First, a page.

November 16, 2007 in Nation/World

Gates threatens layoffs without more funding

Julian E. Barnes and Noam N. Levey Los Angeles Times
 
Associated Press photo

Defense Secretary Robert Gates takes part in a news conference Thursday at the Pentagon. Associated Press
(Full-size photo)

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» WASHINGTON – The State Department is backing down for now from forcing diplomats to serve in Iraq this summer because enough have volunteered to work in the U.S. Embassy in Baghdad and in outlying provinces, officials said Thursday.

» Three foreign service officers who signed up for the last of the 48 vacancies have won tentative approval. Once personnel panels give a formal OK, the department will announce it will not need to enforce a plan for the forced assignments, the officials said Thursday.

» But the policy of “directed assignments” could go back into force if the current crop of volunteers does not pan out. “We’re reserving the option,” department spokesman Sean McCormack said.

Associated Press

WASHINGTON – Defense Secretary Robert M. Gates said Thursday that he will have to lay off 200,000 civilian employees and contractors, terminate military contracts and partially shut down U.S. military bases unless Congress acts quickly to approve additional funding for the Iraq war.

Echoing similar warnings from past funding battles, Gates said the Army and Marine Corps will develop plans for sharp spending cuts unless Congress moves to provide $196 billion that President Bush has requested.

On Tuesday, Bush signed a separate $471 billion defense appropriation bill. But that spending measure includes little of the money needed to keep the wars going in Iraq and Afghanistan. The House has offered the president $50 billion as a bridge fund for the wars but would require most combat troops to leave Iraq by December 2008.

The White House has vowed to veto the bill if it passes the Senate in a vote planned today.

Gates said he has little ability to move money within the defense budget to pay for war expenses, despite new authority contained in the bill signed by Bush this week. Gates said the department was authorized to move only $3.7 billion, which would fund the wars for about a week.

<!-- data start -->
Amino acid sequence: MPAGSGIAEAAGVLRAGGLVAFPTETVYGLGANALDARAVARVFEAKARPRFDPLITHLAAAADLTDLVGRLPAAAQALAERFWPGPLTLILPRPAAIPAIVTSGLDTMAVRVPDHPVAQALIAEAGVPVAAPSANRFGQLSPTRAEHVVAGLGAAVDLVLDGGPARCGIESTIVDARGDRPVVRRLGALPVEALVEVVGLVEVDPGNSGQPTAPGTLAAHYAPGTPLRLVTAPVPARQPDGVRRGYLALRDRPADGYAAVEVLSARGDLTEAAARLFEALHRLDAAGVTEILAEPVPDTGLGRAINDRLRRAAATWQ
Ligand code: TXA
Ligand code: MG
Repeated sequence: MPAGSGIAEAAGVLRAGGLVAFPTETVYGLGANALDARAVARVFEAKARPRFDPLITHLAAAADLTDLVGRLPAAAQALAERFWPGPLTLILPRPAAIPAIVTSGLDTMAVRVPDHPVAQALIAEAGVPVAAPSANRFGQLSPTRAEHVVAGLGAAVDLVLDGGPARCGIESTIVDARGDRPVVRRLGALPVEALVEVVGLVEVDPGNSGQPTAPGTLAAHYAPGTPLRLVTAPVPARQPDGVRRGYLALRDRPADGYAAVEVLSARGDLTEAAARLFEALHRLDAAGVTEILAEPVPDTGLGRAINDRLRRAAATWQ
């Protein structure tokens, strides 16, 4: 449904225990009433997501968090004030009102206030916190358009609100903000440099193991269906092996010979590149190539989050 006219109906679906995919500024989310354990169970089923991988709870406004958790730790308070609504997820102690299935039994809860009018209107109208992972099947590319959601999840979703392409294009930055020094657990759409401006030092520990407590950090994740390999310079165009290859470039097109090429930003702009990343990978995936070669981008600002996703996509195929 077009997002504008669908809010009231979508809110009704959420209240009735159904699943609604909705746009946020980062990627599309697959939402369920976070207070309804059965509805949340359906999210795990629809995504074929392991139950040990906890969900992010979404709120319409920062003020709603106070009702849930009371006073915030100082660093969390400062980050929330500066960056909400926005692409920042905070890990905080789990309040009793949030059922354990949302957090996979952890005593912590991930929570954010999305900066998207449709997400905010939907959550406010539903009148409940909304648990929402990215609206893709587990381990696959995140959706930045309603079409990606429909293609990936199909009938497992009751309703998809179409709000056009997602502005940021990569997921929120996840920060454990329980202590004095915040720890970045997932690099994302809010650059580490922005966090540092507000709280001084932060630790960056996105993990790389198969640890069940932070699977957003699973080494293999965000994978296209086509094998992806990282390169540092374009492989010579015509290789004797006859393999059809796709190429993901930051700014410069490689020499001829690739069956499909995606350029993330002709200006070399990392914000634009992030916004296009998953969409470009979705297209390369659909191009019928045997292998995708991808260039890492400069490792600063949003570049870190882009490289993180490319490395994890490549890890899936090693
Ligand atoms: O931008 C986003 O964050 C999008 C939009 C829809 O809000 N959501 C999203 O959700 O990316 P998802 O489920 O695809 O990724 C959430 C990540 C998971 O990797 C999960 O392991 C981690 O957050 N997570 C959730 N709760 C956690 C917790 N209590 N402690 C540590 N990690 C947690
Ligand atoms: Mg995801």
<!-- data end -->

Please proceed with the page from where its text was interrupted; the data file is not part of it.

“There is a misperception that this department can continue funding our troops in the field for an indefinite period of time through accounting maneuvers, that we can shuffle money around the department,” Gates said. “This is a serious misconception.”

But congressional Democrats, who remember similar warnings from Gates earlier this year, reacted skeptically. Defense officials complained in February about drastic consequences if a funding bill was not passed then; the bleak scenarios did not come to pass, even though the bill was not passed until May.

“We have determined that both peacetime and war operations can be sustained, with no impact to troop readiness, until at least March 2008,” said Rep. John P. Murtha, D-Pa., who chairs the House Defense Appropriations subcommittee.

At a Senate hearing Thursday, top Army leaders also tried to ratchet up the pressure on lawmakers to pass the supplemental funding. Failing to approve the money, said Gen. George W. Casey Jr., the Army chief of staff, “sends the wrong message to soldiers.”

Army Secretary Pete Geren said that furloughs of Army civilians would have to begin by February.

“This will fall most heavily on … home-based troops and their families,” Geren said.

Sen. Jeff Sessions, R-Ala., said the Congress was “nickeling and diming” the military by not passing the supplemental funding.

“Those troops are entitled to absolute support,” Sessions said.

But Democratic Sen. James Webb of Virginia dismissed suggestions that his party was “reluctant to fund people on the battlefield.”

Some Democrats appeared ready for a major confrontation with the White House. Speaker Nancy Pelosi, D-Calif., said that House Democrats would refuse to send the president a funding bill free of conditions if the measure passed by House lawmakers is blocked by Republicans in the Senate.

“We’re not going to be taking it up any more over here,” she told reporters.

In addition to voting on the House’s partial funding measure, the Senate also is likely to vote on a Republican alternative to provide $70 billion without requiring a troop withdrawal.

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